FSS should focus on prevention, Gov. Jeong argues
Financial Supervisory Service (FSS) Governor Jeong Eun-bo said that the institution's focus will be on preventing financial wrongdoings rather than on punishments after the fact, while he dismissed concerns that his relatively market-friendly approach means weak oversight.
"Being market-friendly does not mean the FSS will be loosening its watch over companies," Jeong said during a year-end press briefing Tuesday. "Consumer protection cannot be complete only depending on punitive measures — preventive and punitive measures must be balanced."
While Jeong started meeting with heads of financial companies after his inauguration in August, he said strengthening communications with companies proactively could help the FSS play a bigger and better role as a financial market supervisor.
Jeong defended the regulator's treatment of executives who led institutions found to have too aggressively sold financial products.
Civic groups criticized the FSS after it excluded former Hana Bank chief Ham Young-joo from a reprimand list in July, while other Hana Bank executives were on the list for the overenthusiastic marketing of an Italy healthcare fund between 2017 and 2019 when Ham was the CEO of the bank. The fund's collapse left investors with an estimated 110 billion won ($92.3 million) of losses. Ham is currently co-vice chairman of Hana Financial Group.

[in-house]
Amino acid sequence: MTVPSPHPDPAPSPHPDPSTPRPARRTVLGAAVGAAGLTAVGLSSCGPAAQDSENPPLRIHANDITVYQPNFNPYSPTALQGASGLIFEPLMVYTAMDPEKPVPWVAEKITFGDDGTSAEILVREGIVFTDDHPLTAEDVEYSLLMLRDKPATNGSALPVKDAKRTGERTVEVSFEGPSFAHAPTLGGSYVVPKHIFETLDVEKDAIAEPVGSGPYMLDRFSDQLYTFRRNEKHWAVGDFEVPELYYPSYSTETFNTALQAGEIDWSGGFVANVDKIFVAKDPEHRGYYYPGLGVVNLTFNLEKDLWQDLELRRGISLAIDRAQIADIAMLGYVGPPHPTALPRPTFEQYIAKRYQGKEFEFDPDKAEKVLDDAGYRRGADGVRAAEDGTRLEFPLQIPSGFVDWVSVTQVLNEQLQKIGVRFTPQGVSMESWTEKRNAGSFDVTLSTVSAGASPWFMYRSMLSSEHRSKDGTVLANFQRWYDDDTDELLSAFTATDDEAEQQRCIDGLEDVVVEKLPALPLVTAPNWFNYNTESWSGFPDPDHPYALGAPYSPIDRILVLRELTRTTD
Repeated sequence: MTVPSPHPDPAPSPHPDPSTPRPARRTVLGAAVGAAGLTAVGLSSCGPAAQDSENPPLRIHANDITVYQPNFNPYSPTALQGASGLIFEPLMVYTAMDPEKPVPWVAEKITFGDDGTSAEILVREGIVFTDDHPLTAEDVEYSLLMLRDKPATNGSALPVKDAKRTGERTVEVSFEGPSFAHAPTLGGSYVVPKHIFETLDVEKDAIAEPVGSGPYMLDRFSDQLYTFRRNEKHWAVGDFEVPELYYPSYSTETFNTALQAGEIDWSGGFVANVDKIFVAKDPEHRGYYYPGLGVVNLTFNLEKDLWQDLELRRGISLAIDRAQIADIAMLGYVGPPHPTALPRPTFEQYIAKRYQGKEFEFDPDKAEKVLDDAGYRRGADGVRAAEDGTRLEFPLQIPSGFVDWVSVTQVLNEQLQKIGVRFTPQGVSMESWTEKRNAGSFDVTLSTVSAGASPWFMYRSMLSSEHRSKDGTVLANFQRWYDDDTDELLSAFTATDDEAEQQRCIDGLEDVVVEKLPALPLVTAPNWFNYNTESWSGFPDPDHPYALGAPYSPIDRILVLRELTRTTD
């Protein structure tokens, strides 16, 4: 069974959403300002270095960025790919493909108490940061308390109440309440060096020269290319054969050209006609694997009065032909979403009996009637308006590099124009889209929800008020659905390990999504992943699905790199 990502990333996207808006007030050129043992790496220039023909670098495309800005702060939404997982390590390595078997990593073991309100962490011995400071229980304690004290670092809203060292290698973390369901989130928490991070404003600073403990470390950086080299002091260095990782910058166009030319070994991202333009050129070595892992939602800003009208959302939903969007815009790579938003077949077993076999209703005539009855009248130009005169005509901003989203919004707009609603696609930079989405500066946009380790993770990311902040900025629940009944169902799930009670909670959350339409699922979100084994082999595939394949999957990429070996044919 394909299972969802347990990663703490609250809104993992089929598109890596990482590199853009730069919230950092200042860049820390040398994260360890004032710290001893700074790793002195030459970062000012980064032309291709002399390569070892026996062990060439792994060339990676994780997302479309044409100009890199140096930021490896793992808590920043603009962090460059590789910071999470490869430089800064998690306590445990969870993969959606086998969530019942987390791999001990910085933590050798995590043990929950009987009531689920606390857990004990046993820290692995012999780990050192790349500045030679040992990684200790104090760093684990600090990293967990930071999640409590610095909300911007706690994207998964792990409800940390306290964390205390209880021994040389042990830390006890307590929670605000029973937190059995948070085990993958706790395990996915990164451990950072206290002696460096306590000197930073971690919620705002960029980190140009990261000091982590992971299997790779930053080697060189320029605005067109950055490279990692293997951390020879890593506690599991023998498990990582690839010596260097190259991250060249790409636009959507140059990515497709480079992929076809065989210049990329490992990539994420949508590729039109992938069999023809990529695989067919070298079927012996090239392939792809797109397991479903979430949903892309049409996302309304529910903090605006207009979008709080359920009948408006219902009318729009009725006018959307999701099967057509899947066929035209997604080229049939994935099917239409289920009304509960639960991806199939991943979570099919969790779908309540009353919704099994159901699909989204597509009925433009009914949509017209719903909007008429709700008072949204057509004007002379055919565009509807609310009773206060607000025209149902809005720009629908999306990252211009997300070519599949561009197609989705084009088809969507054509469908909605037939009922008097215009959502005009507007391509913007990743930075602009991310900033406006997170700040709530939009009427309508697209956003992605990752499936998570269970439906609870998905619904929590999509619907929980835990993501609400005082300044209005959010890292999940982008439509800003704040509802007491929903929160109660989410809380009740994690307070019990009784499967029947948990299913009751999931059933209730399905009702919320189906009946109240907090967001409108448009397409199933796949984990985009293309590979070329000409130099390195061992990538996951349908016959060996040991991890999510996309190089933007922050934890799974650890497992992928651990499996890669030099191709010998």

Jeong noted that Woori Financial Group Chairman Son Tae-seung escaped additional reprimands for the misselling of Lime funds after he was already reprimanded for the misselling of derivatives-linked funds (DLF). Jeong said Ham was excluded from the reprimand list related to Italy healthcare fund as he was reprimanded for misselling DLFs last year.
Civic groups counter that absolving someone of one wrongdoing just because they have committed another previously makes no sense.
"This was decided before I took office, but based on my understanding, the FSS has made the decision based on past cases and legal principles," Jeong said, emphasizing his institution will continue to base its decisions strictly on legal principles.
As for the rising interest rates stressing household balance sheets, Jeong said that the institution will look into the widening gap between deposit rates and loan rates.
"It is not right, and actually impossible, for the government to affect rate-setting decisions," Jeong said. "What we are monitoring is the loan-deposit margin, and if the gap becomes excessively wide, we will have to take some measures to fix the problem."
According to Jeong, it is natural for both deposit rates and loan rates to rise based on base rate increases by the central bank, but if loan rates are growing much faster, then it's helping financial companies and costing indebted households.
BY KIM JEE-HEE [email@example.com]
with the Korea JoongAng Daily
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